Minnesota Law Review

Note, The Problem with Waste: Delaware’s Lenient Treatment of Waste Claims at the Demand Stage of Derivative Litigation

The Note addresses the Delaware courts’ treatment of waste claims at the demand stage of derivative litigation. Recent Delaware opinions indicate that waste is part of the fiduciary duty of good faith. This means that directors are not protected from claims of waste by section 102(b)(7) exculpation clauses in their corporations’ certificates of incorporation. Additionally, the Delaware courts consistently describe waste as the most difficult claim of a violation of a director’s fiduciary duties for plaintiffs to succeed with at trial. Nonetheless, the courts do not universally require waste claims to contain particularized factual allegations at the demand stage. The Delaware courts’ placement of waste under good faith and their lenient approach to waste claims at the demand stage create an opening for plaintiffs. Plaintiffs can currently bypass the exculpation clause protection for directors and succeed in claiming demand futility if they bring a claim of waste, even if the claim contains only minimal factual support.

The Note argues that the Delaware courts should explicitly place waste under the duty of good faith, thereby making waste a nonexculpable claim. To preserve the viability of the demand stage of derivative litigation, the courts should also require particularized factual allegations for claims of waste when determining demand futility. This treatment will maintain the directors’ authority to manage their corporations, allow shareholders to hold directors accountable for irrational business decisions, and potentially alter the corporate culture that contrib­uted to the recent economic crisis.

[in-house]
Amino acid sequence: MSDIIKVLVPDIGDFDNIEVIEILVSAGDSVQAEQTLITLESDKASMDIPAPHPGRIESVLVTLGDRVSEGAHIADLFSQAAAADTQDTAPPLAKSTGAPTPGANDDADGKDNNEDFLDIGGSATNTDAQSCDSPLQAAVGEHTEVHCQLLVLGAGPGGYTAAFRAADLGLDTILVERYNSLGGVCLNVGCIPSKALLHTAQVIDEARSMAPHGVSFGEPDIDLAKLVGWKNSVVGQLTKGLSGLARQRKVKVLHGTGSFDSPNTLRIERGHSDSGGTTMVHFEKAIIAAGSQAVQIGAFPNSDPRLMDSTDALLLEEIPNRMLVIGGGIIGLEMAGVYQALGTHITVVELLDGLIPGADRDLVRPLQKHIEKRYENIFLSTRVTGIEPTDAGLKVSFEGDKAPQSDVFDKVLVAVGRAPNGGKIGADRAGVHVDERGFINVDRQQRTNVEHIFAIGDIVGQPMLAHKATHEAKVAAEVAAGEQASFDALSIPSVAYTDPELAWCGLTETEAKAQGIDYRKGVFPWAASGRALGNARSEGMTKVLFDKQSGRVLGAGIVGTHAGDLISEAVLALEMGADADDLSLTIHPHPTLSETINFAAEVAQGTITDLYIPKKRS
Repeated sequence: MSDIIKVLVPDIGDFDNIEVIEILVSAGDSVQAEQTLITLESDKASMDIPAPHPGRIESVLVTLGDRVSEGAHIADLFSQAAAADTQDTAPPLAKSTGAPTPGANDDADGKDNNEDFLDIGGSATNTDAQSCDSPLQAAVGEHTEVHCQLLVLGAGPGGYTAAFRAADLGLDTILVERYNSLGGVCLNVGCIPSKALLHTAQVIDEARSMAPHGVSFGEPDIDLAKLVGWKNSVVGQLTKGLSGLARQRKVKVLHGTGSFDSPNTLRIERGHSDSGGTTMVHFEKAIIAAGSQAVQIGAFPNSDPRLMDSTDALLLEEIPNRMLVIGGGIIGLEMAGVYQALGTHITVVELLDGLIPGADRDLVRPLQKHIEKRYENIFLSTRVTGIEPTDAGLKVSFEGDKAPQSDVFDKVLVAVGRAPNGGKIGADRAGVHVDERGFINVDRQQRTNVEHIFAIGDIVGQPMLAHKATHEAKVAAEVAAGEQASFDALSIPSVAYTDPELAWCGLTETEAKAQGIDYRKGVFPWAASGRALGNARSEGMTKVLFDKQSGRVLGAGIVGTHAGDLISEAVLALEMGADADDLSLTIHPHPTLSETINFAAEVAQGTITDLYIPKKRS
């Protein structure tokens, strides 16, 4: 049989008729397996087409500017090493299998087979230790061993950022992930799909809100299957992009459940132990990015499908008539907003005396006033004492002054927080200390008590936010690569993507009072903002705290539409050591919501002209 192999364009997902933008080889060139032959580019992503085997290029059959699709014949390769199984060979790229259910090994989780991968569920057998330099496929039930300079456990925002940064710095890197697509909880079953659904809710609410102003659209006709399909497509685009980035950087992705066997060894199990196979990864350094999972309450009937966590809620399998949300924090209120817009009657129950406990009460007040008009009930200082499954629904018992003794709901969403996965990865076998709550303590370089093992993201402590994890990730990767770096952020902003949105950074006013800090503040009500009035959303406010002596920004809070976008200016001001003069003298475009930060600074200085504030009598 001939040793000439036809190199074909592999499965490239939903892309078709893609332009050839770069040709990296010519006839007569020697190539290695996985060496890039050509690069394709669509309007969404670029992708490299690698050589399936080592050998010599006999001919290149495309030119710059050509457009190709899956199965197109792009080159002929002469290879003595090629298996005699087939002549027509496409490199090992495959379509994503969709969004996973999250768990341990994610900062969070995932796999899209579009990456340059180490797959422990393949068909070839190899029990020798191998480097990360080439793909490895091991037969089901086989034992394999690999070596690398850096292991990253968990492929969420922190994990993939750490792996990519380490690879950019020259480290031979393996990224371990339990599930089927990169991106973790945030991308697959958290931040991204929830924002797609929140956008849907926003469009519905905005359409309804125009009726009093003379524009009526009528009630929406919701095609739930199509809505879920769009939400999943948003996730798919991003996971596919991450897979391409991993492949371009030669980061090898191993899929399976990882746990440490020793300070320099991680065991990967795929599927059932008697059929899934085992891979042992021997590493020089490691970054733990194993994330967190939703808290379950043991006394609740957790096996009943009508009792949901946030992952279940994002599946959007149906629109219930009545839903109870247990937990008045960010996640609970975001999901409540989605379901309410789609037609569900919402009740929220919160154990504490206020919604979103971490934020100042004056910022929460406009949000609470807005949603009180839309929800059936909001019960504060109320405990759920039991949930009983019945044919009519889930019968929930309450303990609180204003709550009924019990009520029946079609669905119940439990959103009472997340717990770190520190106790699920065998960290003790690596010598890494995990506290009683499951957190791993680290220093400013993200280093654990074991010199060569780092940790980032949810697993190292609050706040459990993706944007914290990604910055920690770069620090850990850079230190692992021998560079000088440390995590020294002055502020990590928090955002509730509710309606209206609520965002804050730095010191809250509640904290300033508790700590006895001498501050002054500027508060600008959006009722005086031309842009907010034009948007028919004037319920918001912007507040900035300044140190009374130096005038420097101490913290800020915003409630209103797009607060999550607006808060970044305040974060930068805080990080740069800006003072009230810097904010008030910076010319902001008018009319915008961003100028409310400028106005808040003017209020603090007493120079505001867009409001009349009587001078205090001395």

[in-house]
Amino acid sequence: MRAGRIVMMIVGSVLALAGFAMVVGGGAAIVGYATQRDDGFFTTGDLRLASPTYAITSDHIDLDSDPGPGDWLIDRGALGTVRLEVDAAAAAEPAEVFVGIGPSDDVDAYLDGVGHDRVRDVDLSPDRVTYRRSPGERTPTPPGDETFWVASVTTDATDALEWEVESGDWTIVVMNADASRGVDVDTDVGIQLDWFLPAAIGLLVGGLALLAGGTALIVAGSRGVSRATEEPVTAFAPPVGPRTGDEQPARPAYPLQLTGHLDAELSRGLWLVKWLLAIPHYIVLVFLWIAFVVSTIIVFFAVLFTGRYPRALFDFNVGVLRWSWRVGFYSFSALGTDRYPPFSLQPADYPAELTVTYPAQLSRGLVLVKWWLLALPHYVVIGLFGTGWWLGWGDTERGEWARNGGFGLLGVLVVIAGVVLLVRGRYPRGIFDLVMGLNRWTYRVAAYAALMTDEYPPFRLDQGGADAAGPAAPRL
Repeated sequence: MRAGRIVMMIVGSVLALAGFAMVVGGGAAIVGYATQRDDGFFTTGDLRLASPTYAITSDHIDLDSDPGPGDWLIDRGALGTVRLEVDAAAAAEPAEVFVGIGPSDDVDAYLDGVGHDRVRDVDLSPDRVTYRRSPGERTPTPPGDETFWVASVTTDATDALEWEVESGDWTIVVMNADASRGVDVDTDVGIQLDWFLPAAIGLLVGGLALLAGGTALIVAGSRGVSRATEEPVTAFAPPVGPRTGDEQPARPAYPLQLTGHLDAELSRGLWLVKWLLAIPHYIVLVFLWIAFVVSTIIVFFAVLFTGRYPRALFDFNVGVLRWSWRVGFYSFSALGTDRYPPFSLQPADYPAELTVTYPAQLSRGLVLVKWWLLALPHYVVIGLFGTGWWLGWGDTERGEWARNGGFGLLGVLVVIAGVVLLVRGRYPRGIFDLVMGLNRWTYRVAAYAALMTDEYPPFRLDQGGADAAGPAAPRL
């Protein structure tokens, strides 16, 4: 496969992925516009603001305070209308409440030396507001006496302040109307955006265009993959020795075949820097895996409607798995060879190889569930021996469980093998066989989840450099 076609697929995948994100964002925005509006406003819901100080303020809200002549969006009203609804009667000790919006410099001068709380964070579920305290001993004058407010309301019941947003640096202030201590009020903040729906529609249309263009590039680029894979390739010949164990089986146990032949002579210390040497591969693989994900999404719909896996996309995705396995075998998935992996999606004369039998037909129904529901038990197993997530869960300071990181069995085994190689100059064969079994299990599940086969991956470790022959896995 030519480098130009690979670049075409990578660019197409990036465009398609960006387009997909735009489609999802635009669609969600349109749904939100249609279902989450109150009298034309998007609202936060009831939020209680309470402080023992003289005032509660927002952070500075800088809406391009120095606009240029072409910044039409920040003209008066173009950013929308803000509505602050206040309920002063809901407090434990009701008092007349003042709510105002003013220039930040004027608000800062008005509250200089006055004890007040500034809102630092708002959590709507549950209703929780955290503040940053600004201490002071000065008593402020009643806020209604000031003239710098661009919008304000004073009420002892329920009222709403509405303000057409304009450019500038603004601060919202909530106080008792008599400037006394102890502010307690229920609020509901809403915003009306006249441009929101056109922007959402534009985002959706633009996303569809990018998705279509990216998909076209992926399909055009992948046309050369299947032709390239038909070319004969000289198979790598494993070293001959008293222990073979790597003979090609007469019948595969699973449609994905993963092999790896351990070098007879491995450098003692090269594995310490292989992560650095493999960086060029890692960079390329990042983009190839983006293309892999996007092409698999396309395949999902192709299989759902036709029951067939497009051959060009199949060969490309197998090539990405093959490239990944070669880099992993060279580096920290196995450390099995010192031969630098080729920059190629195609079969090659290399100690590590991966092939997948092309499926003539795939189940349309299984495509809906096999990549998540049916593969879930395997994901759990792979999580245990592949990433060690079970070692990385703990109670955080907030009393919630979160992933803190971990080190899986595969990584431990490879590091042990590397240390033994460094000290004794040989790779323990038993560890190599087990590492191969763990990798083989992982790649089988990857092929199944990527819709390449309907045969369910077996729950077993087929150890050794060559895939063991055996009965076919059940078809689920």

:: View PDF

News & Events

  • Minnesota Law Review Alum Remembered 45 Years After Death

    Minnesota Law Review alumnus Tom Cranna was honored at the Annual Banquet this Spring, 45 years after his death. Mr. Cranna was remembered for his contributions to the journal, the school, and the positive impact he had on his family and friends. The Devil’s Lake Journal published a memorial which [...]

  • Follow MLR on Twitter!

    The Minnesota Law Review is proud to announce that we are now on Twitter. Follow us @MinnesotaLawRev for information and updates concerning the petition period and deadlines, the opening and closing of article submissions, our 2014 Symposium: Offenders in the Community, and all other news concerning our authors and publications. [...]

  • Vol. 97 Lead Piece Cited in Al Jazeera Opinion Piece

    A recent Al Jazeera opinion piece that criticizes the Supreme Court’s Daimler decision cites to Volume 97′s lead piece, How Business Fares in the Supreme Court. You can read the Al Jazeera piece here. Share this: on Twitter on Facebook on Google+

  • Masthead for Volume 99 Board

    The masthead for the Board of Volume 99 of the Minnesota Law Review is now available. You can view the masthead here. Share this: on Twitter on Facebook on Google+

  • Above the Law Post Highlights MLR‘s Jump in Journal Rankings

    A recent post on Above the Law highlights the fact that the Minnesota Law Review was ranked 11th in the most recent 2013 edition of the Washington & Lee Law Review Rankings. You can read the post here. Share this: on Twitter on Facebook on Google+


cforms contact form by delicious:days